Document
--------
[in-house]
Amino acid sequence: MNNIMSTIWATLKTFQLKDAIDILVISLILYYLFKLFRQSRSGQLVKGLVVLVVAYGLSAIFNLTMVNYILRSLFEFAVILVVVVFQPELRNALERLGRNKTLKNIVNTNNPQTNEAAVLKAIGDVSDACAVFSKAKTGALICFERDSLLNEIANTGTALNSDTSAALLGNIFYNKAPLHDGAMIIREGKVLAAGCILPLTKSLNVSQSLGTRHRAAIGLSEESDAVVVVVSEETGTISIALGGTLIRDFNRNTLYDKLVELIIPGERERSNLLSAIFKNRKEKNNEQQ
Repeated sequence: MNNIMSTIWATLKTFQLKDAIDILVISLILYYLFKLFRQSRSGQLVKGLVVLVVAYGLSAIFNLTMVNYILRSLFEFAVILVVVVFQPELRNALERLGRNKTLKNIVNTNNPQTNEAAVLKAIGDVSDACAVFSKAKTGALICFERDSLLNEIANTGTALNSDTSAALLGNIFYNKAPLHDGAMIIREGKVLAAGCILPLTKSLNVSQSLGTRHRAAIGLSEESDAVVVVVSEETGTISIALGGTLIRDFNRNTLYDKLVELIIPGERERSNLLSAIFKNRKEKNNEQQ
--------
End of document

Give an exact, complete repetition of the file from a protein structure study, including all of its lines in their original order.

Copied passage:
[in-house]
Amino acid sequence: MNNIMSTIWATLKTFQLKDAIDILVISLILYYLFKLFRQSRSGQLVKGLVVLVVAYGLSAIFNLTMVNYILRSLFEFAVILVVVVFQPELRNALERLGRNKTLKNIVNTNNPQTNEAAVLKAIGDVSDACAVFSKAKTGALICFERDSLLNEIANTGTALNSDTSAALLGNIFYNKAPLHDGAMIIREGKVLAAGCILPLTKSLNVSQSLGTRHRAAIGLSEESDAVVVVVSEETGTISIALGGTLIRDFNRNTLYDKLVELIIPGERERSNLLSAIFKNRKEKNNEQQ
Repeated sequence: MNNIMSTIWATLKTFQLKDAIDILVISLILYYLFKLFRQSRSGQLVKGLVVLVVAYGLSAIFNLTMVNYILRSLFEFAVILVVVVFQPELRNALERLGRNKTLKNIVNTNNPQTNEAAVLKAIGDVSDACAVFSKAKTGALICFERDSLLNEIANTGTALNSDTSAALLGNIFYNKAPLHDGAMIIREGKVLAAGCILPLTKSLNVSQSLGTRHRAAIGLSEESDAVVVVVSEETGTISIALGGTLIRDFNRNTLYDKLVELIIPGERERSNLLSAIFKNRKEKNNEQQ